ARTS & ENTERTAIMENT BLP On Location in Bayonne

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Sam in “Yellow Scare.” Photo by Allan J. Carmona
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Painting by Steven Defendini
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(left to right) Megan Bussiere, Sam Platizky, Laura Chaneski, Dan Gregory, Jenna Kildosher, and Isaac Platizky. Photo by Sean Feuer
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Sam in “Yellow Scare.” Photo by Allan J. Carmona
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Painting by Steven Defendini
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(left to right) Megan Bussiere, Sam Platizky, Laura Chaneski, Dan Gregory, Jenna Kildosher, and Isaac Platizky. Photo by Sean Feuer

For the past eight years, an outfit called Narrow Bridge Films has been making inroads into indie movie-making. Narrow Bridge founder, actor, writer, producer, and Bayonne native Sam Platizky has deep local roots. He graduated from Bayonne’s Woodrow Wilson grammar school, Bayonne High School, and earned degrees in English and theater from New Jersey City University, where he applauds the “one-on-one” acting classes.
After college, he did some off-off Broadway plays and indie films. You might wonder why a guy with a strong background in theater who wants to be in films wouldn’t head out to L.A. “I do want to go eventually,” he says. “I’ve been to the West Coast a few times, but, by accident we formed a nice core group of people in Bayonne, Jersey City, and outlying areas. It’s hard to find a group this passionate, and if I went to L.A., I’d have to start all over.”
His loyalty to Bayonne extends to film locations, which have included his house, his friends’ houses, Hendricksons’ Corner, the Little Food Café, the Da Vinci Room, the Bayonne Museum, the Bayonne Bridge, Hudson-Bergen Light Rail stations, and the town’s many parks.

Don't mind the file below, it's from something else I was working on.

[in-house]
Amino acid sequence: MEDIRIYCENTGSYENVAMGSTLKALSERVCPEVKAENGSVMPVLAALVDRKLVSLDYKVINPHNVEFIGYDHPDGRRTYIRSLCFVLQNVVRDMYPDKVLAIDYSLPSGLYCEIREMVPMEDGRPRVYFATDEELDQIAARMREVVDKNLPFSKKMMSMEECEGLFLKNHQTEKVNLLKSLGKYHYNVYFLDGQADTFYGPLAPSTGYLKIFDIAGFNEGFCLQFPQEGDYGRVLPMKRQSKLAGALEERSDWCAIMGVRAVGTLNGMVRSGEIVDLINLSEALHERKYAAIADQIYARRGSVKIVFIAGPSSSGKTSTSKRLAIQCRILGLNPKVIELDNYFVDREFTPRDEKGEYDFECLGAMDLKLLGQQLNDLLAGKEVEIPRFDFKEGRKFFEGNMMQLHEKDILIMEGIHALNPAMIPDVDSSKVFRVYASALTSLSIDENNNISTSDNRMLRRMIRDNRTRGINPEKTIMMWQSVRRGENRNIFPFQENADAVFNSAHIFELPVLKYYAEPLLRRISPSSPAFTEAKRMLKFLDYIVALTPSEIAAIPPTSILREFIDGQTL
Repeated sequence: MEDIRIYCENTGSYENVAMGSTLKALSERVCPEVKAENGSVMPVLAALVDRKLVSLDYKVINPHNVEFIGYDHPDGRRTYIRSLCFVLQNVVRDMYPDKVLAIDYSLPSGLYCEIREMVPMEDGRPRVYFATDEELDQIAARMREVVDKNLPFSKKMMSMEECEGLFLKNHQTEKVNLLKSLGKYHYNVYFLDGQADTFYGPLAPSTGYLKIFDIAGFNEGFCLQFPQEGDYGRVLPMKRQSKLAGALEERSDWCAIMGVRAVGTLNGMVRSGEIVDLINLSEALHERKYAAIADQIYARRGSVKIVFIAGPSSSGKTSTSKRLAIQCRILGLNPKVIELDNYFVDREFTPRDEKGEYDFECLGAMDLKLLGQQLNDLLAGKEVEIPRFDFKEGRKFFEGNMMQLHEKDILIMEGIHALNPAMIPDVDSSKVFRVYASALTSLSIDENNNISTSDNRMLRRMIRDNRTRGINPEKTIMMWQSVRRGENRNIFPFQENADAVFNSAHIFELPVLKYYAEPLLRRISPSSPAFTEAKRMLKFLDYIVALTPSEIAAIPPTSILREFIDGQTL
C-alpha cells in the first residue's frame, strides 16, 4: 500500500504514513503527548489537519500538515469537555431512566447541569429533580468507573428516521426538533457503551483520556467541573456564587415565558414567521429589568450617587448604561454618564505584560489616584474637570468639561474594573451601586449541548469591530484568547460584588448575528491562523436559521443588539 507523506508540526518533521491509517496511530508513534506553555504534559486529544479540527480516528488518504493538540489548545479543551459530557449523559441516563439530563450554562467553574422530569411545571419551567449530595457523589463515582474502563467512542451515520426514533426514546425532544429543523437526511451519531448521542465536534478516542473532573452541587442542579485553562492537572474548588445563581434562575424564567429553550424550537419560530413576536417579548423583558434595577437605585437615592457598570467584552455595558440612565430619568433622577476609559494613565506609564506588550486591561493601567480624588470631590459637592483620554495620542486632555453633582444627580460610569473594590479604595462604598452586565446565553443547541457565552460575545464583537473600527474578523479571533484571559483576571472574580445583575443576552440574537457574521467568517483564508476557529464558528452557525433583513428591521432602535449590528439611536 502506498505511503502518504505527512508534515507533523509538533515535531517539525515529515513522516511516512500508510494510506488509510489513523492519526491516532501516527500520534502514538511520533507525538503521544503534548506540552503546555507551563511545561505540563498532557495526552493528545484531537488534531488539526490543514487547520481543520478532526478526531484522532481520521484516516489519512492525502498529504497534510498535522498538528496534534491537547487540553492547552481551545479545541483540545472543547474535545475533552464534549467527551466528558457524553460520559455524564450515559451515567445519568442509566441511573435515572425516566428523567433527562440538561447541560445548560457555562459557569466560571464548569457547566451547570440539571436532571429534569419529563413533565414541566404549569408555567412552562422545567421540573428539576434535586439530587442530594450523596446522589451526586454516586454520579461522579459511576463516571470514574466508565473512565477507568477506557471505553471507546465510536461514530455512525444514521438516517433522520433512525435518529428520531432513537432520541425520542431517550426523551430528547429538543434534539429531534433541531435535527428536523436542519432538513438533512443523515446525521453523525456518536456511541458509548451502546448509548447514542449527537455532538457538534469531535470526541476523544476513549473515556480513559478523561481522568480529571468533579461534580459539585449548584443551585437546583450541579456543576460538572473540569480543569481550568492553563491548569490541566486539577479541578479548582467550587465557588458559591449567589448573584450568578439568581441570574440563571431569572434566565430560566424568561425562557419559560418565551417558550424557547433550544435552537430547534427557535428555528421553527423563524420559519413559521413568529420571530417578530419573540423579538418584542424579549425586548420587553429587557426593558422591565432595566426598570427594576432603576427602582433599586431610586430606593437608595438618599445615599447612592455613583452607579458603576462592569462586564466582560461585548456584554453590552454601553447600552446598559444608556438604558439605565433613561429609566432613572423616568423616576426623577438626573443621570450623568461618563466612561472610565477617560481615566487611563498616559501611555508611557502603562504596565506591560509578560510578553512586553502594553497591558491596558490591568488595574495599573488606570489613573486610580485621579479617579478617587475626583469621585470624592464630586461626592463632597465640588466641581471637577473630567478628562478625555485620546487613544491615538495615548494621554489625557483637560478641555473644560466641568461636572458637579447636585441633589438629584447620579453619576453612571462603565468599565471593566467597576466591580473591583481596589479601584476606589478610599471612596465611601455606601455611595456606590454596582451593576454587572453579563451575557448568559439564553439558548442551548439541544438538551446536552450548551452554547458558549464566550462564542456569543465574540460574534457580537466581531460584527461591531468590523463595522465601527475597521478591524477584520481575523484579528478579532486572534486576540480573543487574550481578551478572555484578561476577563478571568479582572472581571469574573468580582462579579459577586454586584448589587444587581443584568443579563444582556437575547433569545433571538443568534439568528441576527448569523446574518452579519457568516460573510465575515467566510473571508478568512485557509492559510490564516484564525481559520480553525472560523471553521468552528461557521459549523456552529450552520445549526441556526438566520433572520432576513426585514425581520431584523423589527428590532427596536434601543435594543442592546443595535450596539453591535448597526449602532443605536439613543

The company prides itself on its Bayonne cred and wants to give back to the community. In the fall of 2015 it teamed up with Comic Book Fans United to host a charity art show at Manifest Comics.

Early Influences

Sam’s older brother Isaac is also on the Narrow Bridge team. “Our mother and father introduced us to film and theater at an early age,” Sam says. “We were avid watchers of movies and readers of books.
Sam, Isaac, and his father are all employed at NJCU, Sam’s alma mater. “They know what my real passion is and let me go on auditions,” Sam says. Their mother is in the childcare field.
Sam says he wasn’t inspired by any one play or movie when he was a kid. “We’d go to Broadway plays a lot, and we liked watching movies, but I never thought I’d make movies of my own,” he says. “I got into acting through a summer program at the JCC. I was in the chorus of Oliver and really liked it.”
His adult influences include directors Edgar Wright, Guillermo de Toro, and Steven Spielberg. Actors who made an impact on him include Hugh Jackman, Gary Oldman, Cate Blanchett, and Natalie Portman. “They have the ability to play completely different parts,” he says.

Zombie Guys

“I was writing scripts for a while, but I didn’t want to do anything with them,” Sam says. “They were basically real stories about my friends. There was nothing extraordinary about them, but if I took that friend thing and set it with zombies, it becomes something bigger and easier to film.”